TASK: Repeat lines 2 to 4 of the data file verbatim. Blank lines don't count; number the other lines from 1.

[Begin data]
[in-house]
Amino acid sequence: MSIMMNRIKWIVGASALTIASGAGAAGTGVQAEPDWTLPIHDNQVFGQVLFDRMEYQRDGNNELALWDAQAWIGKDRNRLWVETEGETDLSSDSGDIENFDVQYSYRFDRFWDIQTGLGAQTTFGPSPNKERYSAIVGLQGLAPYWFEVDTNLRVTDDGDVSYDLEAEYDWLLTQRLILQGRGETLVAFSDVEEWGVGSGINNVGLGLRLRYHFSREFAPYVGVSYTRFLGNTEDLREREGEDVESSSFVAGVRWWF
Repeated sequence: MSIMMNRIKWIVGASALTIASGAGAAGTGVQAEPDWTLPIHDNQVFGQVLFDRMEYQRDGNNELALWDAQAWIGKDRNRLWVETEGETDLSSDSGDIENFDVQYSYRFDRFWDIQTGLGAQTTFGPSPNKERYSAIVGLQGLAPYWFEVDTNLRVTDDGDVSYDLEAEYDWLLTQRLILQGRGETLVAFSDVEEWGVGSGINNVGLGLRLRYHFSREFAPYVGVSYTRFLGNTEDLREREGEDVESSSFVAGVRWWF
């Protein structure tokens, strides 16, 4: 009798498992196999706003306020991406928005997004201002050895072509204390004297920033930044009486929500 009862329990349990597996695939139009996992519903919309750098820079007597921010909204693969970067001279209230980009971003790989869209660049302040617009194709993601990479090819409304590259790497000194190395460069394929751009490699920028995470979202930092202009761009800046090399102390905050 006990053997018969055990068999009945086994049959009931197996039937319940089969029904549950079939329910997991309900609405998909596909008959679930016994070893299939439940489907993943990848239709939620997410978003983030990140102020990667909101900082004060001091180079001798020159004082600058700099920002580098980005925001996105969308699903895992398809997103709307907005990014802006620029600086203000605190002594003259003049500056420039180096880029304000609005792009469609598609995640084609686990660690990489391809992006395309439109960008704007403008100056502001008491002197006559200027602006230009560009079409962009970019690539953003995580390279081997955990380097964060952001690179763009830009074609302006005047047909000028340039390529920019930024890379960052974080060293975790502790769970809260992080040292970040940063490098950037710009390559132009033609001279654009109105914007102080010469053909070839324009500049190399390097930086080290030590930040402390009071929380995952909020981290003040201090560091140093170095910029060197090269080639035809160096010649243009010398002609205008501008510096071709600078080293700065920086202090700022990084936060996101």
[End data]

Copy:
Amino acid sequence: MSIMMNRIKWIVGASALTIASGAGAAGTGVQAEPDWTLPIHDNQVFGQVLFDRMEYQRDGNNELALWDAQAWIGKDRNRLWVETEGETDLSSDSGDIENFDVQYSYRFDRFWDIQTGLGAQTTFGPSPNKERYSAIVGLQGLAPYWFEVDTNLRVTDDGDVSYDLEAEYDWLLTQRLILQGRGETLVAFSDVEEWGVGSGINNVGLGLRLRYHFSREFAPYVGVSYTRFLGNTEDLREREGEDVESSSFVAGVRWWF
Repeated sequence: MSIMMNRIKWIVGASALTIASGAGAAGTGVQAEPDWTLPIHDNQVFGQVLFDRMEYQRDGNNELALWDAQAWIGKDRNRLWVETEGETDLSSDSGDIENFDVQYSYRFDRFWDIQTGLGAQTTFGPSPNKERYSAIVGLQGLAPYWFEVDTNLRVTDDGDVSYDLEAEYDWLLTQRLILQGRGETLVAFSDVEEWGVGSGINNVGLGLRLRYHFSREFAPYVGVSYTRFLGNTEDLREREGEDVESSSFVAGVRWWF
């Protein structure tokens, strides 16, 4: 009798498992196999706003306020991406928005997004201002050895072509204390004297920033930044009486929500 009862329990349990597996695939139009996992519903919309750098820079007597921010909204693969970067001279209230980009971003790989869209660049302040617009194709993601990479090819409304590259790497000194190395460069394929751009490699920028995470979202930092202009761009800046090399102390905050 006990053997018969055990068999009945086994049959009931197996039937319940089969029904549950079939329910997991309900609405998909596909008959679930016994070893299939439940489907993943990848239709939620997410978003983030990140102020990667909101900082004060001091180079001798020159004082600058700099920002580098980005925001996105969308699903895992398809997103709307907005990014802006620029600086203000605190002594003259003049500056420039180096880029304000609005792009469609598609995640084609686990660690990489391809992006395309439109960008704007403008100056502001008491002197006559200027602006230009560009079409962009970019690539953003995580390279081997955990380097964060952001690179763009830009074609302006005047047909000028340039390529920019930024890379960052974080060293975790502790769970809260992080040292970040940063490098950037710009390559132009033609001279654009109105914007102080010469053909070839324009500049190399390097930086080290030590930040402390009071929380995952909020981290003040201090560091140093170095910029060197090269080639035809160096010649243009010398002609205008501008510096071709600078080293700065920086202090700022990084936060996101």